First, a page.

Hey, maybe the
The 66th Primetime Emmy Awards took place on Monday, the first time since 1976 that TV's top night has been pushed out of its usual Sunday berth. And not just any Monday, but the last one in August, when TV viewing is not necessarily at the top of many people's to-do list.
This led to predictions of ratings doom-and-gloom, but the final numbers came out surprisingly strong. The three-hour show, which saw top awards go again to
That was down 12% compared with last year's show on
All that counts as a victory, given the circumstances. Even
Alluding to this year's scheduling of the ceremony in TV's pre-
Overall, NBC — which moved the Emmys out of their traditional slot to avoid conflicting with high-rated NFL Sunday games — enjoyed the most-watched night on any network since ABC telecast the
But hold that victory march, TV academy.
This year's Emmys earned mixed reviews from critics, many of whom found the ceremony tame and the winners predictable. Indeed, the top drama and comedy winners were the same as last year's, and most of the honored actors were repeating their triumphant walks onstage too. The only new show to win a major prize was FX's "Fargo," the TV adaptation of the Coen brothers movie, which carried the miniseries category.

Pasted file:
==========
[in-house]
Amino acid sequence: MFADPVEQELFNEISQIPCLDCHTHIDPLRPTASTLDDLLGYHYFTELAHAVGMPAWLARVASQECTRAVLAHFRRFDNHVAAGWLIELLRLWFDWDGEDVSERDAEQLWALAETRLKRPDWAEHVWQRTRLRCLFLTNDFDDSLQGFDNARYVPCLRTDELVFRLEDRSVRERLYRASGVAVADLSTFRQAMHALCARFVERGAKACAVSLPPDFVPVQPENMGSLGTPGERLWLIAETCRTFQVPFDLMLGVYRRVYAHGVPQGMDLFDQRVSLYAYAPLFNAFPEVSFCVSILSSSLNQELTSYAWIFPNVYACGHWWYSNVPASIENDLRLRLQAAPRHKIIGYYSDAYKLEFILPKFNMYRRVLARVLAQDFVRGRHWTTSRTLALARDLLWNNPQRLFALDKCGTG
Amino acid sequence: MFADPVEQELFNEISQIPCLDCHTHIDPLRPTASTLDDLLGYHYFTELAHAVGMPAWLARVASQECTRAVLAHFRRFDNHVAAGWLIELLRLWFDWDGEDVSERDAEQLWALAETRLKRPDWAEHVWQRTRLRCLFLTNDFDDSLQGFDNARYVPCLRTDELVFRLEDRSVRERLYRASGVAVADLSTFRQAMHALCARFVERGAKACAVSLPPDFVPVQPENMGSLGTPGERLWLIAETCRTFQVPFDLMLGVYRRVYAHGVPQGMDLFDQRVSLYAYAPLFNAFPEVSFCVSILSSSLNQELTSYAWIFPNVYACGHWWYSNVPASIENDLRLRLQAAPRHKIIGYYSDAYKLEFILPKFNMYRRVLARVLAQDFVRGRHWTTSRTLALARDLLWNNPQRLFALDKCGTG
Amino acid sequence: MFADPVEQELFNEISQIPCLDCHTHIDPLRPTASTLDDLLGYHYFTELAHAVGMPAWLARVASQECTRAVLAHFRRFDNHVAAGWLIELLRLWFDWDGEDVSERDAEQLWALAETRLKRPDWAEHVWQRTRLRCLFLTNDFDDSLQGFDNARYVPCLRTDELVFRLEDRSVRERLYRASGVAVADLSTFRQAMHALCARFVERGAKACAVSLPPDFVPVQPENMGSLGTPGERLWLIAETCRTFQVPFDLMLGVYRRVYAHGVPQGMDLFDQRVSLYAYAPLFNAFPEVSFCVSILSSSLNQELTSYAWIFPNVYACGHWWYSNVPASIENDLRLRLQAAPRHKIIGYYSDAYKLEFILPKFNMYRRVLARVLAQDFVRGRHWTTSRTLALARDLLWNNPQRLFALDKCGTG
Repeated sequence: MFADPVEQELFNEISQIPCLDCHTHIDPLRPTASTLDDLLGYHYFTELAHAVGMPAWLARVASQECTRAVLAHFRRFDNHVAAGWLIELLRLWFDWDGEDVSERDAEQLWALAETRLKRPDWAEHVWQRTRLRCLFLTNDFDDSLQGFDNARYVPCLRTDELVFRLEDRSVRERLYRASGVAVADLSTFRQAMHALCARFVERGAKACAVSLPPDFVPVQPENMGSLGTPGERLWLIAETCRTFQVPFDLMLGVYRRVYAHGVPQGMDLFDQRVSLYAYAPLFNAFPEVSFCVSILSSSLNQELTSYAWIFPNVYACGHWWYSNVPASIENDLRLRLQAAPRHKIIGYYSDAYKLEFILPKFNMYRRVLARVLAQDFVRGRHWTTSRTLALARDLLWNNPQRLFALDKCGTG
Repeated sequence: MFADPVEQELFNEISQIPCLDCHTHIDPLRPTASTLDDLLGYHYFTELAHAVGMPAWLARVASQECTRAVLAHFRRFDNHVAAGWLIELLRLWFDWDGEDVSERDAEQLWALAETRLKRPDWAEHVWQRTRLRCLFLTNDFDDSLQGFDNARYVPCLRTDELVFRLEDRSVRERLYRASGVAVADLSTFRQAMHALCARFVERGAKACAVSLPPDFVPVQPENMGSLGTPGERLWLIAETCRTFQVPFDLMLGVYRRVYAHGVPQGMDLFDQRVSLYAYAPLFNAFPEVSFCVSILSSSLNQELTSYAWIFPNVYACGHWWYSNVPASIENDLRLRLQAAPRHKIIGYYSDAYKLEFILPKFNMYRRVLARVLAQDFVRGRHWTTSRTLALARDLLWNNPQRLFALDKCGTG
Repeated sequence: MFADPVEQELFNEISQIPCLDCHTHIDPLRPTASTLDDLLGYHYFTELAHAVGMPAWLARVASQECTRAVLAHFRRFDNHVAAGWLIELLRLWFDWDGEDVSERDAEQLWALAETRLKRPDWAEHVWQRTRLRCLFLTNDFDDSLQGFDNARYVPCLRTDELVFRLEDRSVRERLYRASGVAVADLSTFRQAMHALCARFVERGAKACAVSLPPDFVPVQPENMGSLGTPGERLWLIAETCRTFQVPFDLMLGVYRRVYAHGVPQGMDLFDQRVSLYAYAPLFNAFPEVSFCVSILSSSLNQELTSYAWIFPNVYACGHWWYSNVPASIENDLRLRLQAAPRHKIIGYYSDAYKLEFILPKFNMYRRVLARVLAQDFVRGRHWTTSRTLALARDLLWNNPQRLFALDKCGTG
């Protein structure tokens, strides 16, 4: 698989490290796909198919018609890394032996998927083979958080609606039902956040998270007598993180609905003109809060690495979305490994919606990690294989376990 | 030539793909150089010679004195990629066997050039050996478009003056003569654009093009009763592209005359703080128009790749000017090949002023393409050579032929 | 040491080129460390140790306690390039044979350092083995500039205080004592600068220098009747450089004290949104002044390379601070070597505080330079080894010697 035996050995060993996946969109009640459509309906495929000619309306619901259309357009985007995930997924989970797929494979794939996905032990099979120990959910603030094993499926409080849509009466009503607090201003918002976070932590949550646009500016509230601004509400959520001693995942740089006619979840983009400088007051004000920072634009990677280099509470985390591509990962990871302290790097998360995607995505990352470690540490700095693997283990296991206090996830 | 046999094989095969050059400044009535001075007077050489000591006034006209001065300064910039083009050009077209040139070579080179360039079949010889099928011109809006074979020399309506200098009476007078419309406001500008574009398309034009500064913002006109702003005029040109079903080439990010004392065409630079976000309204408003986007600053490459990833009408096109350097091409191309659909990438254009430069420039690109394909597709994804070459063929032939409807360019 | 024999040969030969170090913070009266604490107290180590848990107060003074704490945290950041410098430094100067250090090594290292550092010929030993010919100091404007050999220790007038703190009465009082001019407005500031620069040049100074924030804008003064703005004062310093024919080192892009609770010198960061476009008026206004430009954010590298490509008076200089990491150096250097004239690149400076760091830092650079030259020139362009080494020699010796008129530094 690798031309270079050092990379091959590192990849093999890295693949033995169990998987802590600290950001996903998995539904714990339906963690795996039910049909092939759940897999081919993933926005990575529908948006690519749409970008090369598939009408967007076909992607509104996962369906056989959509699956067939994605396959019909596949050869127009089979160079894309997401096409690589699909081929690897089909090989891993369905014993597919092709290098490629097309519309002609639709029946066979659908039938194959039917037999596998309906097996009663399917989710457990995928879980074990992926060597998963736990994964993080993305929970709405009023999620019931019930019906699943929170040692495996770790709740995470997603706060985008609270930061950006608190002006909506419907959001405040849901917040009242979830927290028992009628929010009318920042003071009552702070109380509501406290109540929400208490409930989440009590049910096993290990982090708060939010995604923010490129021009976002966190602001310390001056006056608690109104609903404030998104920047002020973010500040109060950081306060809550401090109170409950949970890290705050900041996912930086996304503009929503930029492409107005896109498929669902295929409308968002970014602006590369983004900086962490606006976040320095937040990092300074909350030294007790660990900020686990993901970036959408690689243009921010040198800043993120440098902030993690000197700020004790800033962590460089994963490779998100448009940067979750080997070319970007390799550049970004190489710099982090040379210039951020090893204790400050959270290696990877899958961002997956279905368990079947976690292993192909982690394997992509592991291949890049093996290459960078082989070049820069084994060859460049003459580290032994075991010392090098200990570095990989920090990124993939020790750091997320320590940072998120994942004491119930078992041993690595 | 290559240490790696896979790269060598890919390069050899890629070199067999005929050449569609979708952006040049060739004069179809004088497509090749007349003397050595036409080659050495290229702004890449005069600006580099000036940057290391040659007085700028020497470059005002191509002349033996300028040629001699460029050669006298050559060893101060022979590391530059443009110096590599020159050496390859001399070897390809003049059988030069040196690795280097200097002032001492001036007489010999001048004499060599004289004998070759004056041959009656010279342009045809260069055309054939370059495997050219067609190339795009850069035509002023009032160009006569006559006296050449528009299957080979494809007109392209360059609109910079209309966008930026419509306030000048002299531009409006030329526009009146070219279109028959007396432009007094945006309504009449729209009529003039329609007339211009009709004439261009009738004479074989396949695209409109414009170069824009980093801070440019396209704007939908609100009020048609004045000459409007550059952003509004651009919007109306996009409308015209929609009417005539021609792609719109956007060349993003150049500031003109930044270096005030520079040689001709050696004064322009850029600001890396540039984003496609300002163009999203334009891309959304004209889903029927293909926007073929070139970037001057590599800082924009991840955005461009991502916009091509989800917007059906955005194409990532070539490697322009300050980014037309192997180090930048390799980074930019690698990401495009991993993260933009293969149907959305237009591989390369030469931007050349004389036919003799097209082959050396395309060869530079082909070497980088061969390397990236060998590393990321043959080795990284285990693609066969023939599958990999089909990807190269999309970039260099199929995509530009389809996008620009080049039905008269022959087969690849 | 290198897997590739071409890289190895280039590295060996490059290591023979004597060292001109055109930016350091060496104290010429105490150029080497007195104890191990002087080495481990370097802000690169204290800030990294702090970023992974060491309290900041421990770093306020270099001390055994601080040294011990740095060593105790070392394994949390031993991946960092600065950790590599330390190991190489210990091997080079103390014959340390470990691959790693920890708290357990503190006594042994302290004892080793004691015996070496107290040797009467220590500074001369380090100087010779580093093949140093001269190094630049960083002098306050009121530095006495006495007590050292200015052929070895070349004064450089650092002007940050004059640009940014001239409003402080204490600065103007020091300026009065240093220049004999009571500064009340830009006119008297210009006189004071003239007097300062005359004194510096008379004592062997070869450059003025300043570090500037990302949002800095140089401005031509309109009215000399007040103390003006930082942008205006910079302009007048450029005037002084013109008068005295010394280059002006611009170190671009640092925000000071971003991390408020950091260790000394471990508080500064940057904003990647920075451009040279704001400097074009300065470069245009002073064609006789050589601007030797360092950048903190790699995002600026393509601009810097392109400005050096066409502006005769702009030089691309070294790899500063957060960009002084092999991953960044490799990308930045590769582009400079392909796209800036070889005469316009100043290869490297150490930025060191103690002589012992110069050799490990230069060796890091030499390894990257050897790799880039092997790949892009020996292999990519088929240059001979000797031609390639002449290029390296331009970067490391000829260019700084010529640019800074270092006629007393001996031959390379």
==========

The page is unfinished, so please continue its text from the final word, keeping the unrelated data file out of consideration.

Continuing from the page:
A number of partisans took to social media to complain about snubs, especially of
"Netflix was for the most part shut out, as was
On the bright side, many viewers were kind to Meyers — a notable exception toward the general trend of social-media users picking apart every last aspect of a host's performance.
The Times' Mary McNamara wrote that Meyers "did great … [the] opening monologue was funny, fresh and smart, chock-full of good jokes and insight into the wonderful roiling madness that is television today." (Not everyone loved him, though: "You don't feel any passion, personality or vulnerability," the New Yorker wrote of Meyers.)
After the monologue, however, some critics felt the comedy was hit or miss. The suddenly resurgent parodist Weird Al Yankovic sang gag lyrics to
A sight gag that involved putting curvy beauty
Then there was
Then, in a somewhat awkward pre-arranged comic bit, late-night rival
Colbert treated the romp to the dais as a sort of valediction, alluding to the fact that his Comedy Central program will end when he takes over from